The evidence adduced at the November 24, 1992 hearing suggested, but did not establish, that respondent's president had selected the hearing officer, pursuant to respondent's prior delegation of authority to make such appointments. The CSE chairperson's brief comment that respondent's president had discussed the hearing officer's appointment with the chairperson raises the possible appearance of impropriety in the selection of the hearing officer. Under the circumstances, it was incumbent upon respondent to provide further evidence about the hearing officer's appointment. On the present record, neither the hearing officer nor I could determine whether the hearing officer had been validly appointed. Therefore, I find that petitioner's request for a determination of this issue is premature (Application of a Child with a Handicapping Condition, Appeal No. 91-22).

        Although I concur with the hearing officer's determination to obtain additional evidence about his appointment before ruling upon petitioner's request that he recuse himself, I am constrained to point out that the approximate two-month delay before such evidence is to be adduced appears to be unwarranted. Notwithstanding petitioner's request for a rescheduling of the initial date of the hearing, respondent and the hearing officer have an obligation to ensure that the due process proceeding is completed promptly (34 CFR 300.512 [a]; 8 NYCRR 200.5 [c][10]).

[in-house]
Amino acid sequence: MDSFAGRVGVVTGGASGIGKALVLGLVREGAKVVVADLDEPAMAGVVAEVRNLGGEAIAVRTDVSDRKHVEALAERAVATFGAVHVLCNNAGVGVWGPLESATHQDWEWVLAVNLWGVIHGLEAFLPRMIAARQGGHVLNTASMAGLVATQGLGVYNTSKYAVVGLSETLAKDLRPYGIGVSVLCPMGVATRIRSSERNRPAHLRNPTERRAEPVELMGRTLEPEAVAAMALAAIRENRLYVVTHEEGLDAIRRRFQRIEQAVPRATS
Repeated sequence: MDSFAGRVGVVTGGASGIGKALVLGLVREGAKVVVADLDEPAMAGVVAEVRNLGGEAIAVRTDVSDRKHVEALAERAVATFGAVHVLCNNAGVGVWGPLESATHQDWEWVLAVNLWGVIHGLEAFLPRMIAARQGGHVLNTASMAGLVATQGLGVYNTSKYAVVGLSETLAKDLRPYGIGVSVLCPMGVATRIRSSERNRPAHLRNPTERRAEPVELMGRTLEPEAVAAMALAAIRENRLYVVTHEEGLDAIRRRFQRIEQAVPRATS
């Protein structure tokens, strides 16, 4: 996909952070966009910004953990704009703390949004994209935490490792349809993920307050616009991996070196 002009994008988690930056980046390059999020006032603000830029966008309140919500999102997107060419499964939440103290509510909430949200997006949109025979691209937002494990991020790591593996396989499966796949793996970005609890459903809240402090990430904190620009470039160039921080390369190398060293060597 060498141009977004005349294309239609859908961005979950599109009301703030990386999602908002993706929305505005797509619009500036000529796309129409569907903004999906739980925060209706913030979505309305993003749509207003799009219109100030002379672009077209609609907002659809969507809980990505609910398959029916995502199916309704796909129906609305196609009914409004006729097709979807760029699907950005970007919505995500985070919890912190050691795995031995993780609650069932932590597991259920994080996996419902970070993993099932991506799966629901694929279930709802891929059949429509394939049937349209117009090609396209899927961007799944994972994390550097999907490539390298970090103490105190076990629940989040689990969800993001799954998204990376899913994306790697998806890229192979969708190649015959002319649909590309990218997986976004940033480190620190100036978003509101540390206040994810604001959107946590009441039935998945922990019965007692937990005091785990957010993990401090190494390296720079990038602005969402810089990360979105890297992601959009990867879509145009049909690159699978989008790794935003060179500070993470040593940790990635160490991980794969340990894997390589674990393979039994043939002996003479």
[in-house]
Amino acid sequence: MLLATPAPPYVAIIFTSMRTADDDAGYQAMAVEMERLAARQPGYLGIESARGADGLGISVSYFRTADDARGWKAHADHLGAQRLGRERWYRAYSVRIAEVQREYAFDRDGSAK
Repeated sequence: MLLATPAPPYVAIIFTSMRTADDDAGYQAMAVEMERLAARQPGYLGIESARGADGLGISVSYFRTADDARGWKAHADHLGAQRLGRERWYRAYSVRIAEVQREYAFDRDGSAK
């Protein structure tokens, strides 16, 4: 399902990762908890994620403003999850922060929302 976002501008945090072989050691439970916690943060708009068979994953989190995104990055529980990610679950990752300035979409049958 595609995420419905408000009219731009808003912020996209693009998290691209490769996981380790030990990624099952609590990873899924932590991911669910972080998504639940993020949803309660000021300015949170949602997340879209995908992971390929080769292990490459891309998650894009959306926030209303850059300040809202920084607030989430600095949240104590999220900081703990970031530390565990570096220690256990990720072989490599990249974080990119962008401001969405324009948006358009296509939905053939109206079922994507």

I have considered petitioner's other assertions, and find them to be without merit.

        THE APPEAL IS DISMISSED; and

        THE MATTER IS REMITTED TO THE HEARING OFFICER TO EXPEDITIOUSLY OBTAIN ADDITIONAL EVIDENCE CONCERNING HIS APPOINTMENT.

Dated:

Albany, New York

 

__________________________

 

January 12, 1993

  HENRY A. FERNANDEZ

1I do not reach the issue of the alleged mootness of the matter because a determination of that issue is premature. Respondent's assertion is premised upon its belief that when the hearing reconvenes on January 20, 1993, petitioner and her child will no longer be residents of respondent's school district. If petitioner and the child remove their residence from respondent's school district, respondent would not longer be obligated to provide the child with a free appropriate public education under Federal or State law (20 USC 1414 [a]; Sections 4401 [1] and 4402 [2][a] of the New York State Education Law). However, the record is inadequate to establish that petitioner intends to permanently change her residence, which would afford a basis for finding that there is no reasonable expectation that the controversy between petitioner and respondent about the appropriateness of the child's program will arise again (Christopher P. by Norma P. v. Marcus, 915 F 794 [2d Cir., 1990]; Application of a Child with a Handicapping Condition, Appeal No. 91-45). Even if petitioner does permanently change her residence, her claim of procedural unfairness may not be moot (Heldman v. Sobol, 962 F. 2d 148 [2d Cir., 1992]; Hiller v. Bd. of Ed. Brunswick CSD, 687 F. Supp. 735 [N.D.N.Y., 1988]), nor would her claim for tuition reimbursement be moot (Gerasimou v. Ambach, 636 F. Supp. 1504 [E.D.N.Y., 1986]).